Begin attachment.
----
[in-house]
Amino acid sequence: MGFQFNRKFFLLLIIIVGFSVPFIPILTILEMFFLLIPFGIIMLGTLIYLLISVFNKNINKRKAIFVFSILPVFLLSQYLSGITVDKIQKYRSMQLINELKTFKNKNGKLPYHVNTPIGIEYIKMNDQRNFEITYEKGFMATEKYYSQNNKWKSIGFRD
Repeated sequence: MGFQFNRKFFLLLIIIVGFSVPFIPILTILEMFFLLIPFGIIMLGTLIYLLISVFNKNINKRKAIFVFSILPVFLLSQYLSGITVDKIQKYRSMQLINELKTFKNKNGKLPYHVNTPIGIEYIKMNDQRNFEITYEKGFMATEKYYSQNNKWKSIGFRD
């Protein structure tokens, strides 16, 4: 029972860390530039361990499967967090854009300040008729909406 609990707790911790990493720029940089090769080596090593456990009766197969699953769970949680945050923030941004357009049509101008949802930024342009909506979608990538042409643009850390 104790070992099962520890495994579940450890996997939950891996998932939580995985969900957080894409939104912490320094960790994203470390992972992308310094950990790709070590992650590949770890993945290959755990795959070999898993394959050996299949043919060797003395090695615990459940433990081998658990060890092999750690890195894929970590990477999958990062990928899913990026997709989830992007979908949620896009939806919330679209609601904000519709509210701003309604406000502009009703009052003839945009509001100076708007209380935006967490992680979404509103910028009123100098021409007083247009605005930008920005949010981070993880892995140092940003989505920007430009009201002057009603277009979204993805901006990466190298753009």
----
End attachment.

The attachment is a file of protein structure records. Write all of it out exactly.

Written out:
[in-house]
Amino acid sequence: MGFQFNRKFFLLLIIIVGFSVPFIPILTILEMFFLLIPFGIIMLGTLIYLLISVFNKNINKRKAIFVFSILPVFLLSQYLSGITVDKIQKYRSMQLINELKTFKNKNGKLPYHVNTPIGIEYIKMNDQRNFEITYEKGFMATEKYYSQNNKWKSIGFRD
Repeated sequence: MGFQFNRKFFLLLIIIVGFSVPFIPILTILEMFFLLIPFGIIMLGTLIYLLISVFNKNINKRKAIFVFSILPVFLLSQYLSGITVDKIQKYRSMQLINELKTFKNKNGKLPYHVNTPIGIEYIKMNDQRNFEITYEKGFMATEKYYSQNNKWKSIGFRD
């Protein structure tokens, strides 16, 4: 029972860390530039361990499967967090854009300040008729909406 609990707790911790990493720029940089090769080596090593456990009766197969699953769970949680945050923030941004357009049509101008949802930024342009909506979608990538042409643009850390 104790070992099962520890495994579940450890996997939950891996998932939580995985969900957080894409939104912490320094960790994203470390992972992308310094950990790709070590992650590949770890993945290959755990795959070999898993394959050996299949043919060797003395090695615990459940433990081998658990060890092999750690890195894929970590990477999958990062990928899913990026997709989830992007979908949620896009939806919330679209609601904000519709509210701003309604406000502009009703009052003839945009509001100076708007209380935006967490992680979404509103910028009123100098021409007083247009605005930008920005949010981070993880892995140092940003989505920007430009009201002057009603277009979204993805901006990466190298753009």